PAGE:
IATA’s stated mission is to represent, lead and serve the airline industry. All the Airline rules and regulations are defined by IATA. The main aim of IATA is to provide safe and secure transportation to its passengers.
The Directorate General of Civil Aviation (DGCA) is the Indian  governmental regulatory body for civil aviation under the Ministry of Civil Aviation. This directorate investigates aviation accidents and incidents. It is headquartered along Sri Aurobindo Marg, opposite Safdarjung Airport, in New Delhi. The Government of India is planning to replace the Organisation with a Civil Aviation Authority (CAA), modelled on the lines of the American Federal Aviation Administration DGCA has fourteen Regional Airworthiness Offices (RAO) at Delhi, Mumbai, Chennai, Kolkata, Bangalore, Hyderabad, Cochin, Bhopal, Lucknow, Patna, Bhubaneshwar, Kanpur, Guwahati and Patiala. It has also five Regional Air Safety offices located at Delhi, Mumbai, Chennai, Kolkata and Hyderabad. It has a Regional Research and Development Office located at Bangalore and a Gliding Centre at Pune.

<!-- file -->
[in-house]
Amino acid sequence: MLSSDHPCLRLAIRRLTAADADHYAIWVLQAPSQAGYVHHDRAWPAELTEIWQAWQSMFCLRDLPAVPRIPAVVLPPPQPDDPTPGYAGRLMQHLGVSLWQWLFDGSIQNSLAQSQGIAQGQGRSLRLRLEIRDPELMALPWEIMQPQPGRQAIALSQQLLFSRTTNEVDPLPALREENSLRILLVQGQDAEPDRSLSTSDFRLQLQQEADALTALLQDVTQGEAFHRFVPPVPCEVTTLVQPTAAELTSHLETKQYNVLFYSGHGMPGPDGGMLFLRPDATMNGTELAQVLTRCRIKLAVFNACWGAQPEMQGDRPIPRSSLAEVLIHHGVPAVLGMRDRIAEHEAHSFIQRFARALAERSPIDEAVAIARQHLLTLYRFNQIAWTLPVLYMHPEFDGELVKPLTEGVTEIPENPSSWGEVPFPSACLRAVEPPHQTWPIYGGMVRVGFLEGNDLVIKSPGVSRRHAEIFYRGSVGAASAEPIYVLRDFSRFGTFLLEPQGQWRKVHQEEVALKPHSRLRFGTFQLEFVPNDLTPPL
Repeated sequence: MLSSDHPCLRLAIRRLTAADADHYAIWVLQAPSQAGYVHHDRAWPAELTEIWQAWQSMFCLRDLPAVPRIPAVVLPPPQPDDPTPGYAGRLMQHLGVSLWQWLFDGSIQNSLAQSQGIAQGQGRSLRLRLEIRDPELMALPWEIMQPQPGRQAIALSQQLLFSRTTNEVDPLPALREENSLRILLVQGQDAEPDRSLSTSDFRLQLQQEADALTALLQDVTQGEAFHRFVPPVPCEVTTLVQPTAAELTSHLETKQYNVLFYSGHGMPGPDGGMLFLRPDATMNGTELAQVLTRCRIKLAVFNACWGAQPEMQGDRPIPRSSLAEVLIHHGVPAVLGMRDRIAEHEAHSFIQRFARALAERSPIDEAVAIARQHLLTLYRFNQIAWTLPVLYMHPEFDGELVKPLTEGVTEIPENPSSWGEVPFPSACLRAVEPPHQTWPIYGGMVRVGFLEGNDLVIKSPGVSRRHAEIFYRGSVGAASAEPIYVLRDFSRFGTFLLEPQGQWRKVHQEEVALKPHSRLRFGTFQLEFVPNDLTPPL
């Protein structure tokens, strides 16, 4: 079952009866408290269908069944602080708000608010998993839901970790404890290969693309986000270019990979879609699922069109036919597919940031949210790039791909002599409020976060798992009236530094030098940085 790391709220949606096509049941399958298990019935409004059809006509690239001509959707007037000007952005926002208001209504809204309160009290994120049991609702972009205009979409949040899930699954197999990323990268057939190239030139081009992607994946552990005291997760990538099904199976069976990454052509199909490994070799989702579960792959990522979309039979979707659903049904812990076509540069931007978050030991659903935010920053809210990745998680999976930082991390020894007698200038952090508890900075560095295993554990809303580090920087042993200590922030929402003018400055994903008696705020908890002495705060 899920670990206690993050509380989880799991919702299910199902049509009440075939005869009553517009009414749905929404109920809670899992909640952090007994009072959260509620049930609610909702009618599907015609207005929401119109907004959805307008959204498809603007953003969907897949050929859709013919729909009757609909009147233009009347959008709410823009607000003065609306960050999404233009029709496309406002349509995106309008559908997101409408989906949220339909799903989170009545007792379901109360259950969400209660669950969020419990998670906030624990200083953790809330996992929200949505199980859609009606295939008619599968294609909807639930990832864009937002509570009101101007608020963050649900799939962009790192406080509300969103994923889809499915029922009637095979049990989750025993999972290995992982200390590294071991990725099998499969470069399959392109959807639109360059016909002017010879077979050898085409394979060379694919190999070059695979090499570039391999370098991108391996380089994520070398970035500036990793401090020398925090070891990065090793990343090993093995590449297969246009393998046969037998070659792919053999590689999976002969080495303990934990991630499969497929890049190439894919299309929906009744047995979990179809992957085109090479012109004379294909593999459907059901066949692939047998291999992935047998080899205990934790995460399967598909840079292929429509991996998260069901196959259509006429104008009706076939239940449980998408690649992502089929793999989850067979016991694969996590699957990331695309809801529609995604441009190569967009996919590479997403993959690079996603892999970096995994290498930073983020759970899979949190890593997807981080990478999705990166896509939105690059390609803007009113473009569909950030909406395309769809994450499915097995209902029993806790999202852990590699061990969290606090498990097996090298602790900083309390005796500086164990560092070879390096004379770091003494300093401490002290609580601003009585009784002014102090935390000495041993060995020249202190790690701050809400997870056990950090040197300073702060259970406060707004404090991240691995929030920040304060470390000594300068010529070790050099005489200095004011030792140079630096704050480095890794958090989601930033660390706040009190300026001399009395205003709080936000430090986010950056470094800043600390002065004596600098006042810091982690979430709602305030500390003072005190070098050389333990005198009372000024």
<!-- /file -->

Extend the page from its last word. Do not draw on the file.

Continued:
Aviation Jargons

A Glossary of Aviation Acronyms [Aviation  Terms and Definitions ]
Aviation Jargon is sometimes a confusing and frustrating language and full three, four or more letter acronyms which can catch out even the knowledgeable! Sometime the picture is further confused by a single acronym having a number of meanings depending on the context in which it is used.